The kind of man who wants government to adopt and enforce his ideas is always the kind of man whose ideas are idiotic – H. L. Mencken
As the calls for FCPA reform grow louder, I thought it would be timely to examine one of the more significant FCPA reform proposals: Robert W. Tarun and Peter P. Tomczak, Baker & Mckenzie partners authored “A Proposal for a United States Department of Justice Foreign Corrupt Practices Act Leniency Policy,” in which they propose an FCPA Leniency Policy modeled on the Department of Justice’s Antitrust Leniency Policy. While at first glance, there are positive points to their proposal, their proposal fails any rational justification.
Under their proposal, a corporation that self-reports bribery conduct and cooperates before any investigation has begun is eligible for non-prosecution and to receive a 40% cooperation discount off of the minimum fine in the range established by the US Sentencing Guidelines; a corporation that self-reports bribery conduct and cooperates after an investigation has begun remains eligible for non-prosecution and to receive a 20% cooperation discount off of the minimum fine in the range established by the US Sentencing Guidelines; a corporation that has in place at the time of the improper payment activity a rigorous FCPA compliance program – defined to be a compliance program that meets 12 identified criteria expressly set forth in the proposed policy – shall be eligible to receive an additional 20% discount off of the minimum fine in the range established by the US Sentencing Guidelines; and a corporation that provides information leading to the investigation and prosecution of another company or its officers or employees is eligible to receive an additional 20% cooperation discount off of the minimum fine in the range established by the US Sentencing Guidelines. Under the proposed leniency policy, most directors, officers and employees of corporate leniency applicants also are eligible for amnesty.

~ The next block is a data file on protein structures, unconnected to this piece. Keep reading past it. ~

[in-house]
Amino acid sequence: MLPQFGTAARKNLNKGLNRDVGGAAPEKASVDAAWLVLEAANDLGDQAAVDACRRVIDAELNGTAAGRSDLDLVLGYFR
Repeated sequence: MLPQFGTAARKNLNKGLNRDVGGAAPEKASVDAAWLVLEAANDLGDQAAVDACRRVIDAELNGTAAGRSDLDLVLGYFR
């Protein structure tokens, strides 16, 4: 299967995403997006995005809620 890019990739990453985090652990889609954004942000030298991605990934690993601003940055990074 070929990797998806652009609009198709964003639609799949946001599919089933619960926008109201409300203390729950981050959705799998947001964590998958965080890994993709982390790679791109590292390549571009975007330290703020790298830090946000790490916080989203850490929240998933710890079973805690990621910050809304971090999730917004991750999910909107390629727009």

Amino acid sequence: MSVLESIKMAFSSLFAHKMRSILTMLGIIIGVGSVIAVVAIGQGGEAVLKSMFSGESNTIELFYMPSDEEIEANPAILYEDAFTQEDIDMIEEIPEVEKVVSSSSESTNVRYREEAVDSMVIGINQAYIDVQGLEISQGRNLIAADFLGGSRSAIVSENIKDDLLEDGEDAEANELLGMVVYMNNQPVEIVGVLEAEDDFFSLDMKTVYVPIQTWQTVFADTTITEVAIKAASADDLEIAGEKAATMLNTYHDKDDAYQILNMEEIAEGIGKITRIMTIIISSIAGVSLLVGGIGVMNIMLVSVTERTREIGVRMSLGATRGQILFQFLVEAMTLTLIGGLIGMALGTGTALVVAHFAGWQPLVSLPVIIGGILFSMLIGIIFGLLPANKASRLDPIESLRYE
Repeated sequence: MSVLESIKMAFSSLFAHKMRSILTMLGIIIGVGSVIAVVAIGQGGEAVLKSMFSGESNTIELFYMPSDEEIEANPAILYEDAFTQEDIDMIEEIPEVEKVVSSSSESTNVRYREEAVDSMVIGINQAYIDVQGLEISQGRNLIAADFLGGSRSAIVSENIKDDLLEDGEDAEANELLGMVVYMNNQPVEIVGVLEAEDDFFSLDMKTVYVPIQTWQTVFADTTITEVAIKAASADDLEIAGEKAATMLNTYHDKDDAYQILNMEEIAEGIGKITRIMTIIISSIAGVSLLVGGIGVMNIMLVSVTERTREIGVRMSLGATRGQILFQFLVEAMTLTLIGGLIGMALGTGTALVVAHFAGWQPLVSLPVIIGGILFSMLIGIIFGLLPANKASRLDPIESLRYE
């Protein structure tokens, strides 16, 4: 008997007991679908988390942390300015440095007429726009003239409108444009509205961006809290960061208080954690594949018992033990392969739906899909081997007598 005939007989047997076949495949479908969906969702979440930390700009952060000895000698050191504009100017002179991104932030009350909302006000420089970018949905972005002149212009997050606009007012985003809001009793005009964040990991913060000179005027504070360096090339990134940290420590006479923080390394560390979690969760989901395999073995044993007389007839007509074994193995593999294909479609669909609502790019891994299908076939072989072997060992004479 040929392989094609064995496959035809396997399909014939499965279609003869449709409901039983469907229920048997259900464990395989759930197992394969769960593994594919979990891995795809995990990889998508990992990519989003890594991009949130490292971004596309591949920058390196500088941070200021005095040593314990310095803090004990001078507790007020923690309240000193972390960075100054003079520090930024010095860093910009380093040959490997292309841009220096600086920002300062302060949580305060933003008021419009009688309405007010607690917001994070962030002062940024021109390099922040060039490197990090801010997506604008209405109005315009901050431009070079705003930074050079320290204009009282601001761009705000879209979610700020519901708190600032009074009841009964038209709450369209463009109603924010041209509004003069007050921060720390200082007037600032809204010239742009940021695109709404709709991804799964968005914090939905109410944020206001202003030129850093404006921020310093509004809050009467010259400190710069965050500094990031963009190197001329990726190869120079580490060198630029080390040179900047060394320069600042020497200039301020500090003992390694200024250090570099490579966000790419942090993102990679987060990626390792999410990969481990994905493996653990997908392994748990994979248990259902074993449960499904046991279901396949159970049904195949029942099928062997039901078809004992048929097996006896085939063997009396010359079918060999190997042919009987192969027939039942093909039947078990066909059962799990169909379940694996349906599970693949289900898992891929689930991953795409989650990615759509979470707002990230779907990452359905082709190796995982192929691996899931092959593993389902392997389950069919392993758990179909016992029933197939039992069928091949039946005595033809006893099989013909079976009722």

The Tarun proposal fails on many scores but there are two significant problems.
First, the rationale for the antitrust leniency program is to uncover and prosecute cartel activity, which is defined as joint activity among separate corporations (or actors). By offering leniency to the first or subsequent corporations, there Justice Department is able to reward the cooperating companies but still aggressively enforce the law against other members of the cartel. The Antitrust Division’s program has been very successful in uncovering cartels. Here, there is no similar rationale for rewarding the company which reports bribery. Bribery by its nature is limited to one company seeking an advantage over other companies. There is no joint criminal conduct and no reason to reward one company to prosecute another.
Second, the Tarun proposal is too broad in scope. Maybe they could argue that securing the corporation’s cooperation would help the government in prosecuting individual officers and directors; instead, their proposal they admit that most directors, officers and employees of corporate leniency applicants would be eligible for amnesty.
So who would be left to prosecute? No one. The government gains nothing but agrees to reduced fines, and even non-prosecution of the company for the bribery conduct. H.L. Mencken would be proud. This idea has no legs and no traction. It is time to look at alternatives.